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Philip Roth 1933-

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(Full name Philip Milton Roth) American novelist, short story writer, essayist, autobiographer, and critic.

The following entry presents an overview of Roth's career through 2003. For further information on his life and works, see CLC, Volumes 1, 2, 3, 4, 6, 9, 15, 22, 31, 47, 66, 86, and 119.

One of the most prominent and controversial writers in contemporary literature, Roth draws heavily upon his Jewish-American upbringing and his life as a successful author to explore such concerns as the search for self-identity, conflicts between traditional and contemporary moral values, and the relationship between fiction and reality. The scatological content of some of his works and his harsh satiric portraits of Jewish life have inspired considerable critical debate. While some commentators view his work as anti-Semitic, perverse, or self-indulgent, others laud Roth's skill at rendering dialect, his exuberance and inventiveness, and his outrageous sense of humor.

Biographical Information

Roth was born in Newark, New Jersey. After graduating from Weequahic High School in 1950, he enrolled at Newark College of Rutgers University. He transferred to Bucknell University in Pennsylvania in 1951. There he published his first story, “Philosophy,” in the literary magazine Et cetera, which he helped to found and edit. Roth graduated magna cum laude and Phi Beta Kappa, earning a bachelor's degree in English in 1954. He received a master's degree in English from the University of Chicago in 1955 and served briefly in the United States Army but was discharged due to a back injury he sustained during basic training. Although he returned to study for his Ph.D. in English at the University of Chicago, Roth withdrew to pursue his writing career in 1957. With the aid of a grant from the National Institute of Arts and Letters, a Houghton Mifflin Literary Fellowship, and a Guggenheim fellowship, Roth was able to complete his first book, Goodbye, Columbus, and Five Short Stories (1959). He began teaching at the Writers' Workshop at the University of Iowa in 1960, and in 1962 he became a writer-in-residence at Princeton University. Roth resigned to become a full-time author following the financial success of his third novel, Portnoy's Complaint (1969). With his provocative and well-regarded novels, he quickly established himself as one of America's best-known authors. He has received several prestigious awards for his work, including two PEN/Faulkner Awards for fiction, a Pulitzer Prize, several National Book Critics Circle Awards, and a Medal for Distinguished Contribution to American Letters from the National Book Foundation in 2002.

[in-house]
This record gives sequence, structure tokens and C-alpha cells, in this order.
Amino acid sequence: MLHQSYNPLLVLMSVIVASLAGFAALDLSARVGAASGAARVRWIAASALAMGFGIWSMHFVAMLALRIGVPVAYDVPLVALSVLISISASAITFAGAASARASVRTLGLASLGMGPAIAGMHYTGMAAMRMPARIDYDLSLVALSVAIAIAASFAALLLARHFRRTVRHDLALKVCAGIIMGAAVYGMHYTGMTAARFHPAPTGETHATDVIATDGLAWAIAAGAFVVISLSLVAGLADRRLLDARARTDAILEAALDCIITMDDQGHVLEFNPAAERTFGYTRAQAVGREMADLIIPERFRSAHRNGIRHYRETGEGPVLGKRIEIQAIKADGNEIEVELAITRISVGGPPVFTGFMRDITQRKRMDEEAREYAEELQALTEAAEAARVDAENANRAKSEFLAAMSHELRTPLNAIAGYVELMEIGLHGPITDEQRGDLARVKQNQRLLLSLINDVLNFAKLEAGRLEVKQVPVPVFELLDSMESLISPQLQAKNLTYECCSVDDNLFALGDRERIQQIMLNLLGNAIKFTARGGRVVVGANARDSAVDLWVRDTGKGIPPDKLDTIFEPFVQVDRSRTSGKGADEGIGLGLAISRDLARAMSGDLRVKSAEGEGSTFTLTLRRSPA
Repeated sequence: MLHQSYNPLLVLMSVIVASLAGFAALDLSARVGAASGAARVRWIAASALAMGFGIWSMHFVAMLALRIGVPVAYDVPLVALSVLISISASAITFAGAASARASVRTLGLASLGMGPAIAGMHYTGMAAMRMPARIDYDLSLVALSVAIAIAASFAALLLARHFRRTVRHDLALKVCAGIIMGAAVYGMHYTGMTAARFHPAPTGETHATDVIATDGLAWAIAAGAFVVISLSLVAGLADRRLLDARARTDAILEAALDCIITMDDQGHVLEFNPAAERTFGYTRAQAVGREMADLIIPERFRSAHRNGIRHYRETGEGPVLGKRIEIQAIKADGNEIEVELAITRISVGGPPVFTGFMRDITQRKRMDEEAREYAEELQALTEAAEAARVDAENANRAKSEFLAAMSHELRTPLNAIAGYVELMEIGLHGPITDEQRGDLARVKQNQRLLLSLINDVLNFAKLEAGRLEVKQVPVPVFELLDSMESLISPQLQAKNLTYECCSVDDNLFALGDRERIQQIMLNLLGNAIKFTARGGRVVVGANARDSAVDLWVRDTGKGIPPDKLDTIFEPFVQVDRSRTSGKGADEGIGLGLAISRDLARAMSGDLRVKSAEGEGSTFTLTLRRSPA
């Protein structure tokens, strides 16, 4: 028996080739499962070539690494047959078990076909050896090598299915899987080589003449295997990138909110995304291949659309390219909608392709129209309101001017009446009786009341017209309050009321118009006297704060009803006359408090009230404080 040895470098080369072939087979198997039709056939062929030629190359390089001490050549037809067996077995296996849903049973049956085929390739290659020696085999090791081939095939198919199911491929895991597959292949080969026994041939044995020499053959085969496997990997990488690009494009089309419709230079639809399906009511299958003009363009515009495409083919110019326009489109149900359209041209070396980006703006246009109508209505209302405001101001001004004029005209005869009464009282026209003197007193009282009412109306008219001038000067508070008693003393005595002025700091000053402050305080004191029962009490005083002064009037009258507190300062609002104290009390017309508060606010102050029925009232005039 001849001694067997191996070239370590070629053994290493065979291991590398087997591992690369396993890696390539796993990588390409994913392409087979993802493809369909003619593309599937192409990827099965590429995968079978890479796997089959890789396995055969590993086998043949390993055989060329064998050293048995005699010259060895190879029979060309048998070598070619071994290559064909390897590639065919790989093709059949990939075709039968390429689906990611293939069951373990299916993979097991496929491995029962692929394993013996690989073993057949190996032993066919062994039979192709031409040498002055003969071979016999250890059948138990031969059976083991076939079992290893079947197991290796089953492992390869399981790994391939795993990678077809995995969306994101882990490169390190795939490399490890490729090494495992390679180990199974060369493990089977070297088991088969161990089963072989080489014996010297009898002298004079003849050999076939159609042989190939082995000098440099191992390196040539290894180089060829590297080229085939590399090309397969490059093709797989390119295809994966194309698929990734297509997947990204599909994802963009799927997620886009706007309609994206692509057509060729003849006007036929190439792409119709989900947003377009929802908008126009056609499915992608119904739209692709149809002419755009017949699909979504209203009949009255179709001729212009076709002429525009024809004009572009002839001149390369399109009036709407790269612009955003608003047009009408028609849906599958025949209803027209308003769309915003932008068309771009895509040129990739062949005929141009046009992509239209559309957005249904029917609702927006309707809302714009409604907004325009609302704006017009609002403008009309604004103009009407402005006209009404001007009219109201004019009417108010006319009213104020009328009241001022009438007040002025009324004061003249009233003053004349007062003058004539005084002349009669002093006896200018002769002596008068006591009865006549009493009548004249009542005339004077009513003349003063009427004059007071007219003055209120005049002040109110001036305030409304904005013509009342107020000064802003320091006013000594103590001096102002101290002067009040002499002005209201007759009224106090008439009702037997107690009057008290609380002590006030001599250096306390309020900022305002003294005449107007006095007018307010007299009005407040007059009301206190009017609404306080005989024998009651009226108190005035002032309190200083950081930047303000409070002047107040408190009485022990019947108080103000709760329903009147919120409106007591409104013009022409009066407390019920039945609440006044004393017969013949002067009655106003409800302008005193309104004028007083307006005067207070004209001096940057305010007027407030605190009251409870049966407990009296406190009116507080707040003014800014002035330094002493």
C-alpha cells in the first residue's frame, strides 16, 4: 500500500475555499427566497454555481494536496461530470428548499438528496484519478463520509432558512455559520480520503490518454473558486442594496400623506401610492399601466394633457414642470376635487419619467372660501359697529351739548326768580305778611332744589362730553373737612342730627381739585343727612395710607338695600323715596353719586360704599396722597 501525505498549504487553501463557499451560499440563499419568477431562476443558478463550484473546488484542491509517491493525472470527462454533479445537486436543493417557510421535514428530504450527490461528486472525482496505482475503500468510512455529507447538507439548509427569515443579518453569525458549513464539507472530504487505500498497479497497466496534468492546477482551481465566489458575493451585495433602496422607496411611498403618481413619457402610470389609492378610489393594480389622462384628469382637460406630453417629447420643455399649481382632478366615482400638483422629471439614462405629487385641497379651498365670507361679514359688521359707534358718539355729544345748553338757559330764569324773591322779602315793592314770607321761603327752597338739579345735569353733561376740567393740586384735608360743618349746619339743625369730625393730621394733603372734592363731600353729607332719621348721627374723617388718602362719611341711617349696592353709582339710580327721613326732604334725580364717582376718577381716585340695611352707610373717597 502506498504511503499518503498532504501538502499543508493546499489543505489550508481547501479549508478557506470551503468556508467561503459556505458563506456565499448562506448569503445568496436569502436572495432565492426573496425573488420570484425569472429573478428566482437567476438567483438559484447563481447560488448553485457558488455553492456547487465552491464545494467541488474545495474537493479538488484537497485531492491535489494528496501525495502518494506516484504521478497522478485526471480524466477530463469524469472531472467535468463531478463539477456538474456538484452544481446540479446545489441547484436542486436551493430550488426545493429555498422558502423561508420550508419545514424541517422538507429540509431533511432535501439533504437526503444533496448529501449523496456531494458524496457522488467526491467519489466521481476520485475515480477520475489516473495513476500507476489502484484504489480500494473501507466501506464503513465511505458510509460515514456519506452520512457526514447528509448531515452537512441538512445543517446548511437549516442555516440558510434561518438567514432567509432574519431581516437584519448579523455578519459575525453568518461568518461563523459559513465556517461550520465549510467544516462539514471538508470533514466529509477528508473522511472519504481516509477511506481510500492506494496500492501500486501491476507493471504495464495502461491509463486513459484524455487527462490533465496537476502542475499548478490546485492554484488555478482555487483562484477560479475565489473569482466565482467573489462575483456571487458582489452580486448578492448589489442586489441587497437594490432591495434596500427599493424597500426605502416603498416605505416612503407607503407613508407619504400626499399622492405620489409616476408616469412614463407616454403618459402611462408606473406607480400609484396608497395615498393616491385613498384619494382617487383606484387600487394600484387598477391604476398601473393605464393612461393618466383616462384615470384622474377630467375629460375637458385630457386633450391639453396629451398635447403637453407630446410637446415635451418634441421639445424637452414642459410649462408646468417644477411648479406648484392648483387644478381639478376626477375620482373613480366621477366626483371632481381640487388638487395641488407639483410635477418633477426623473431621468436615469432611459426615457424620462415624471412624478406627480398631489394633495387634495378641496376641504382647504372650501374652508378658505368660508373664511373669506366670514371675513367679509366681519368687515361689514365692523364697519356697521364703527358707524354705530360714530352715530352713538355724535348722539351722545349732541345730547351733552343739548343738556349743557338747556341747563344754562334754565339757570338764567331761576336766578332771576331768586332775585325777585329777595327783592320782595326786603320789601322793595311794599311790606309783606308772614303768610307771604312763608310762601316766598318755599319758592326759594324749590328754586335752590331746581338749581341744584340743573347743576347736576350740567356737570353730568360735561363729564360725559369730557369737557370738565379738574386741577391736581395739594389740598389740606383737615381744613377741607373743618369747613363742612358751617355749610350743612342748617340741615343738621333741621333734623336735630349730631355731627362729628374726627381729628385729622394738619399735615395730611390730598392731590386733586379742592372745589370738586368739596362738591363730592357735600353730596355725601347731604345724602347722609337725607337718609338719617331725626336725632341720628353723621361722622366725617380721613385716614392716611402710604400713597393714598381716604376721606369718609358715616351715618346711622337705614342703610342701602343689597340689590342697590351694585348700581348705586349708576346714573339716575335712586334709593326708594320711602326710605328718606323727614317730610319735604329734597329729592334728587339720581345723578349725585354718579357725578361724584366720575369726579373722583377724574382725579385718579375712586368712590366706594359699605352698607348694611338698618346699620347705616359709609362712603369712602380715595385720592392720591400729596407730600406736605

Major Works

Roth first garnered significant critical reaction with his first work, Goodbye, Columbus. In the acclaimed novella, which was adapted for film by Paramount in 1969, Roth satirizes American materialistic values by focusing on the conflicting emotions of Neil Klugman, a lower-middle-class Jewish man struggling to adjust to the unfamiliar lifestyle of Brenda Patimkin, a wealthy Jewish suburbanite with whom he falls in love. Roth is credited with propelling Jewish-American fiction into the realm of popular culture with Portnoy's Complaint. Originally appearing as a series of sketches in Esquire, Partisan Review, and New American Review, the novel takes the form of a profane, guilt-ridden confession related by Alexander Portnoy to a silent psychoanalyst, Dr. Spielvogel. Decrying his Jewish upbringing, Portnoy wrestles with his Oedipal complex, obsession with Gentile women, and sexual fetishes in an attempt to free himself from the restrictions of his cultural background. Following the book's publication, scholars and Jewish Americans labeled Roth an anti-Semitic Jew and objected to the novel's sexually explicit content and what they considered Roth's degrading...

(The entire section contains 112711 words.)

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